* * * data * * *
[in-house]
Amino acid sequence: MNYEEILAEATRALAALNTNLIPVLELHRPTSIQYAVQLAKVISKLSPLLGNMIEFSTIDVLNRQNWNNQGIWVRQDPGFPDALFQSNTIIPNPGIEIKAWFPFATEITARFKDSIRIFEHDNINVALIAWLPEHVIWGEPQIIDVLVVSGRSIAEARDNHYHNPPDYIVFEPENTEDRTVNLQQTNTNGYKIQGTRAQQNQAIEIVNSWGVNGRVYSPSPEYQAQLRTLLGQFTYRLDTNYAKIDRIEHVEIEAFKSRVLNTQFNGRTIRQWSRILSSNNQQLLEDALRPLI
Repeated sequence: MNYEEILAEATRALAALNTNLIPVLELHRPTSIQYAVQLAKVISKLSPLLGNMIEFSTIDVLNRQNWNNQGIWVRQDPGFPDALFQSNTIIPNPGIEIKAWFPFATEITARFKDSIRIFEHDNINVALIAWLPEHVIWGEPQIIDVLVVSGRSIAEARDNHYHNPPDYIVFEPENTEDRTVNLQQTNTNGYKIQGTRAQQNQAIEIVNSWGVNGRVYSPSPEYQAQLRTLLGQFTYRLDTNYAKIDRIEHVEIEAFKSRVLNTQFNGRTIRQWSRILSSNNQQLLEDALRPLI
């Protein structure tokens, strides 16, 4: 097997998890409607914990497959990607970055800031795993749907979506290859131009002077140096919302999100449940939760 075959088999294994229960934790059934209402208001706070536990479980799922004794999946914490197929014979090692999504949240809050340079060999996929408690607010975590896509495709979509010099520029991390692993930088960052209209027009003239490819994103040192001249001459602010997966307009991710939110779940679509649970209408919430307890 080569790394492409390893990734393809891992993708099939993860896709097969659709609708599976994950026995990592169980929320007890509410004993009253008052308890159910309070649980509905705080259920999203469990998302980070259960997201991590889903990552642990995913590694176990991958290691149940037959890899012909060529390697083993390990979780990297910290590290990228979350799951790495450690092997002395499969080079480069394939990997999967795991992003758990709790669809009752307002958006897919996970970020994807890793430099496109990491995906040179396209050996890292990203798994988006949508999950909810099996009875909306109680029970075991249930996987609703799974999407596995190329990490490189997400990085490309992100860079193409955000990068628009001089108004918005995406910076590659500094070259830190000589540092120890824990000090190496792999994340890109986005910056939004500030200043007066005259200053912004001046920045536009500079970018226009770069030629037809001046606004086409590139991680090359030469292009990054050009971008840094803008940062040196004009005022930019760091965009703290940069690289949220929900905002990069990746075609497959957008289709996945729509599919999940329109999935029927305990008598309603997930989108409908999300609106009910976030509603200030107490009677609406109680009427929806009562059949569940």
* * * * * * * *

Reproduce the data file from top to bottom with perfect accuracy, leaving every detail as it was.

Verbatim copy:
[in-house]
Amino acid sequence: MNYEEILAEATRALAALNTNLIPVLELHRPTSIQYAVQLAKVISKLSPLLGNMIEFSTIDVLNRQNWNNQGIWVRQDPGFPDALFQSNTIIPNPGIEIKAWFPFATEITARFKDSIRIFEHDNINVALIAWLPEHVIWGEPQIIDVLVVSGRSIAEARDNHYHNPPDYIVFEPENTEDRTVNLQQTNTNGYKIQGTRAQQNQAIEIVNSWGVNGRVYSPSPEYQAQLRTLLGQFTYRLDTNYAKIDRIEHVEIEAFKSRVLNTQFNGRTIRQWSRILSSNNQQLLEDALRPLI
Repeated sequence: MNYEEILAEATRALAALNTNLIPVLELHRPTSIQYAVQLAKVISKLSPLLGNMIEFSTIDVLNRQNWNNQGIWVRQDPGFPDALFQSNTIIPNPGIEIKAWFPFATEITARFKDSIRIFEHDNINVALIAWLPEHVIWGEPQIIDVLVVSGRSIAEARDNHYHNPPDYIVFEPENTEDRTVNLQQTNTNGYKIQGTRAQQNQAIEIVNSWGVNGRVYSPSPEYQAQLRTLLGQFTYRLDTNYAKIDRIEHVEIEAFKSRVLNTQFNGRTIRQWSRILSSNNQQLLEDALRPLI
């Protein structure tokens, strides 16, 4: 097997998890409607914990497959990607970055800031795993749907979506290859131009002077140096919302999100449940939760 075959088999294994229960934790059934209402208001706070536990479980799922004794999946914490197929014979090692999504949240809050340079060999996929408690607010975590896509495709979509010099520029991390692993930088960052209209027009003239490819994103040192001249001459602010997966307009991710939110779940679509649970209408919430307890 080569790394492409390893990734393809891992993708099939993860896709097969659709609708599976994950026995990592169980929320007890509410004993009253008052308890159910309070649980509905705080259920999203469990998302980070259960997201991590889903990552642990995913590694176990991958290691149940037959890899012909060529390697083993390990979780990297910290590290990228979350799951790495450690092997002395499969080079480069394939990997999967795991992003758990709790669809009752307002958006897919996970970020994807890793430099496109990491995906040179396209050996890292990203798994988006949508999950909810099996009875909306109680029970075991249930996987609703799974999407596995190329990490490189997400990085490309992100860079193409955000990068628009001089108004918005995406910076590659500094070259830190000589540092120890824990000090190496792999994340890109986005910056939004500030200043007066005259200053912004001046920045536009500079970018226009770069030629037809001046606004086409590139991680090359030469292009990054050009971008840094803008940062040196004009005022930019760091965009703290940069690289949220929900905002990069990746075609497959957008289709996945729509599919999940329109999935029927305990008598309603997930989108409908999300609106009910976030509603200030107490009677609406109680009427929806009562059949569940």